The exhibition – ‘The Birth of Suzani’ – is the latest in a series of projects backed by the Karimov Foundation which aim to highlight Uzbekistan’s unique artistic traditions and introduce them to a wider audience. The idea behind ‘The Birth of Suzani’ project is both simple and unusual: it aims to show viewers the secrets behind the birth – or, more correctly, the rebirth – of one of Uzbekistan’s most amazing national crafts: embroidery. With this current venture, we invite viewers to explore the unusual, innovative design underlying the concept of an exhibition centred around the work of Madina Kasimbaeva, a needlewoman par excellence who has revived the traditional Tashkent school of embroidery. The exhibition traces the fascinating, complex process of creating intricate suzani known poetically in Tashkent as ‘oi-palyak’ (lunar firmament), or yulduz-palyak (starry skies).
This project aims at preserving the classic techniques and rich designs of suzani needlework, and reviving this priceless tradition of our past.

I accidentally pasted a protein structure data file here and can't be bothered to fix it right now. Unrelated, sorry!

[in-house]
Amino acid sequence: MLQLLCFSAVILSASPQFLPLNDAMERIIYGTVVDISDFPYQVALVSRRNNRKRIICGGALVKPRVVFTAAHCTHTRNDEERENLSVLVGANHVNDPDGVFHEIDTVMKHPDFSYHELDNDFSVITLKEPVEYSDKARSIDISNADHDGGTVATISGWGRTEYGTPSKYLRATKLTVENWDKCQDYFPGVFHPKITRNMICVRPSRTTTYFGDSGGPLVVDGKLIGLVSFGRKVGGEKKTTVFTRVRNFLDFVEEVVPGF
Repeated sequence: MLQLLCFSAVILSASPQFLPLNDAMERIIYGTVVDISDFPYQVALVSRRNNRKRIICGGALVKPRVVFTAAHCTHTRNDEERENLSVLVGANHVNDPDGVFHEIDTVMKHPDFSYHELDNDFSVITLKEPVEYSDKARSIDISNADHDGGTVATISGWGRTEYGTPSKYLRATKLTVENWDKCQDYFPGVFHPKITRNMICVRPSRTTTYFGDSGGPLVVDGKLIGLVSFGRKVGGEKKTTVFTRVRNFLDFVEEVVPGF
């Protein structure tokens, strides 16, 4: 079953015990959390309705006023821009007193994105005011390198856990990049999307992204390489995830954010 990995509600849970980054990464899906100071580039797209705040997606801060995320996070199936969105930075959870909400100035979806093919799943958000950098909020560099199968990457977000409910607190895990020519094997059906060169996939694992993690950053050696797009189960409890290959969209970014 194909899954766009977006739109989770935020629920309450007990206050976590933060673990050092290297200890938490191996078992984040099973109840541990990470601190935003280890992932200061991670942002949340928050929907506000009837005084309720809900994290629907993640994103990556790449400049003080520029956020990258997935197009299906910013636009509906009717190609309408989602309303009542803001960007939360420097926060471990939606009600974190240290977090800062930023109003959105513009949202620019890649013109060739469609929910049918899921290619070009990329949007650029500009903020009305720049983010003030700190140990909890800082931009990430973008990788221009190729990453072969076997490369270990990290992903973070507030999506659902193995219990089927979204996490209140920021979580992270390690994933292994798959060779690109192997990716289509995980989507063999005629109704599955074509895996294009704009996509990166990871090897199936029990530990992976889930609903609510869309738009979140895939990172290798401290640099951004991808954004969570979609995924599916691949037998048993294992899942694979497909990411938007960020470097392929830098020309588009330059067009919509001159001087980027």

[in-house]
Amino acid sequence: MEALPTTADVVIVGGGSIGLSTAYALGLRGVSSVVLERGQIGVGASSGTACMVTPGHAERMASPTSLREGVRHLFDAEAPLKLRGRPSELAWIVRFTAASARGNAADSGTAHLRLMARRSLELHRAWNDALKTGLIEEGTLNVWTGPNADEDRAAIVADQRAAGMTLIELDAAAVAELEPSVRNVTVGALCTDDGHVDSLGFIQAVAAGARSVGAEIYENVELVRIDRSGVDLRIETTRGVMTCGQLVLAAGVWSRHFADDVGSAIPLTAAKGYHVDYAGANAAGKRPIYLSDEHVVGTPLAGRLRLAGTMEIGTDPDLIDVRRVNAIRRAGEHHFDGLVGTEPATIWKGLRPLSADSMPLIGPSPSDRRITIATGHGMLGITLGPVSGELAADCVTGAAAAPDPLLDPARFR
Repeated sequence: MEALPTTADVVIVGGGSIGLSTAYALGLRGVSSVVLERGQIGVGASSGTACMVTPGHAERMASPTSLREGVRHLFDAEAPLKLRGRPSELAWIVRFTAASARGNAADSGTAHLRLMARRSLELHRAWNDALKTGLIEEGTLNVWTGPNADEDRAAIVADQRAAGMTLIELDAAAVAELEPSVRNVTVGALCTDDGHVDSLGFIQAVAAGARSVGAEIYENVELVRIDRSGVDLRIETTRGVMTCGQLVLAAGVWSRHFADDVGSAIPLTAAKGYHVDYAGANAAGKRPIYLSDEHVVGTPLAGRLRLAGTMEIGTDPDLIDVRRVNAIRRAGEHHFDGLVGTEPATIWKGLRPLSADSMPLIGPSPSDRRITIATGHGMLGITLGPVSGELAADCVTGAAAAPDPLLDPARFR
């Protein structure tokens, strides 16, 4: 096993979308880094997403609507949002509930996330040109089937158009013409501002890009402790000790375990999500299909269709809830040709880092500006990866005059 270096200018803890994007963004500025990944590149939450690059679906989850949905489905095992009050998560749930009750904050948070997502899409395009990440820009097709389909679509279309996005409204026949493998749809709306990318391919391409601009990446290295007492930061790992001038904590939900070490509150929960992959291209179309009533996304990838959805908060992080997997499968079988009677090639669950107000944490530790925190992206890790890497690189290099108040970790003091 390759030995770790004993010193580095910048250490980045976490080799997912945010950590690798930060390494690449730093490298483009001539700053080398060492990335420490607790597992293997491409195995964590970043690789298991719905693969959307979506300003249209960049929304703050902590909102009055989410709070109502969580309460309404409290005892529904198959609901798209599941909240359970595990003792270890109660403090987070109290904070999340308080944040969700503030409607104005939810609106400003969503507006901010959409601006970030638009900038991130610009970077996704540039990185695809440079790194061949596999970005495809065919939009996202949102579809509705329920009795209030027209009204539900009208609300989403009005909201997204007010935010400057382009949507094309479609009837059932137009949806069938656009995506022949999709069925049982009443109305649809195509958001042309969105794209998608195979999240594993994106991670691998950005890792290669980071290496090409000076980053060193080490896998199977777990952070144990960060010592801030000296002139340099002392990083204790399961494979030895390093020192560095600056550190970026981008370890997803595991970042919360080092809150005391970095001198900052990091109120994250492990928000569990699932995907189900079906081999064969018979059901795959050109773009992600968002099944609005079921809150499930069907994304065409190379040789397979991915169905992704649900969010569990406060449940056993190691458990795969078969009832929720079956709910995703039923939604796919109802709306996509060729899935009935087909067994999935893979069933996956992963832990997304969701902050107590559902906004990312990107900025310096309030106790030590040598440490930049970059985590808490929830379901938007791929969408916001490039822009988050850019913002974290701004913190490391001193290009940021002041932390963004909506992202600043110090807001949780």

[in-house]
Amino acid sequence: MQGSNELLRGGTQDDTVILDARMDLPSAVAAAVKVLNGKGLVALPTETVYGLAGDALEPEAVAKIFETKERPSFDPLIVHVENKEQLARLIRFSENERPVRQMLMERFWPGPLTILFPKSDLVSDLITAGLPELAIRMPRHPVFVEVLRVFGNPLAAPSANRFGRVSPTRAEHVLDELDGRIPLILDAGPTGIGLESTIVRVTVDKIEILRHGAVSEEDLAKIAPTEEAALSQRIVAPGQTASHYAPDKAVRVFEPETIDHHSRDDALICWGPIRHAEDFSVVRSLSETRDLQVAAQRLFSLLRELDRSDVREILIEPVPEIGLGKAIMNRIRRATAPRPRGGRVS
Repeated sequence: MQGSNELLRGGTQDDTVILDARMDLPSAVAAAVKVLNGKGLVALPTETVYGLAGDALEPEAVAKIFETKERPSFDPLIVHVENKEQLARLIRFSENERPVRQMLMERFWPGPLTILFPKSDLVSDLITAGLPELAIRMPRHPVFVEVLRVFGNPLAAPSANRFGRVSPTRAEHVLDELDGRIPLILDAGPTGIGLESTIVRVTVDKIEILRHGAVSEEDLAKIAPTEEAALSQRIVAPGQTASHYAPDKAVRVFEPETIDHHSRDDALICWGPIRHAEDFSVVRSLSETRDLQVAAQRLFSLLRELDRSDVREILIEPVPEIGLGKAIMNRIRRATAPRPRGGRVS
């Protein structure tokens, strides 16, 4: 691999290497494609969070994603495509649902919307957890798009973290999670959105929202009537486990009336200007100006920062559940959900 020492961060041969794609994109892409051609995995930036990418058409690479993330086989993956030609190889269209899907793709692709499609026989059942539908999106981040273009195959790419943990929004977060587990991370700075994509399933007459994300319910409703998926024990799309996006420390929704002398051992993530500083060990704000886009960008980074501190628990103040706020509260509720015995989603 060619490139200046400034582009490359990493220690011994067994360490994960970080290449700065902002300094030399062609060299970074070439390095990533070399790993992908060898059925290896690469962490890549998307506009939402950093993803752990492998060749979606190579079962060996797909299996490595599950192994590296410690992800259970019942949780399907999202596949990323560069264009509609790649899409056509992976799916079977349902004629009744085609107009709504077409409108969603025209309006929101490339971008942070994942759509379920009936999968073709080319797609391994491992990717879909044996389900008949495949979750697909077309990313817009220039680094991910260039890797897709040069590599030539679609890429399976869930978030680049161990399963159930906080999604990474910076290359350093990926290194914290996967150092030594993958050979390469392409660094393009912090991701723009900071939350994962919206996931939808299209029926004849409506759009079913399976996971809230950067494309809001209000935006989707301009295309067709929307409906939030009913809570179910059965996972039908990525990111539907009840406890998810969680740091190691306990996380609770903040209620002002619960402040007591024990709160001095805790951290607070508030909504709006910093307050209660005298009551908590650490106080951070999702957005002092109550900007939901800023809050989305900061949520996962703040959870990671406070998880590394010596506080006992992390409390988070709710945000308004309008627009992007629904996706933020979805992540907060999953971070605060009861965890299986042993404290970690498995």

The exhibition is under way in the Tashkent House of Photography (4 Istiqbol Street) from 26 October to 16 November, every day from 1000 to 1700.
This is the third exhibition organized by the Karimov Foundation. In summer 2017, the Foundation organized an 18-day exhibition in Tashkent called “The Thread Uniting the Generations”, which sought to promote the unique art of silk weaving and introduce the work of outstanding master weavers from Margilan in eastern Uzbekistan.
The exhibition “In Search of Paradise Lost…” held by the Karimov Foundation in December 2017 was dedicated to the revival and development of Uzbekistan’s disappearing art of block printing on textiles.
The Karimov Foundation seeks to promote Uzbekistan’s historical and cultural heritage through facilitating concerts, exhibitions and installations. The Foundation supports cultural and educational exchange between top artists and scientists both within the Republic of Uzbekistan and abroad.
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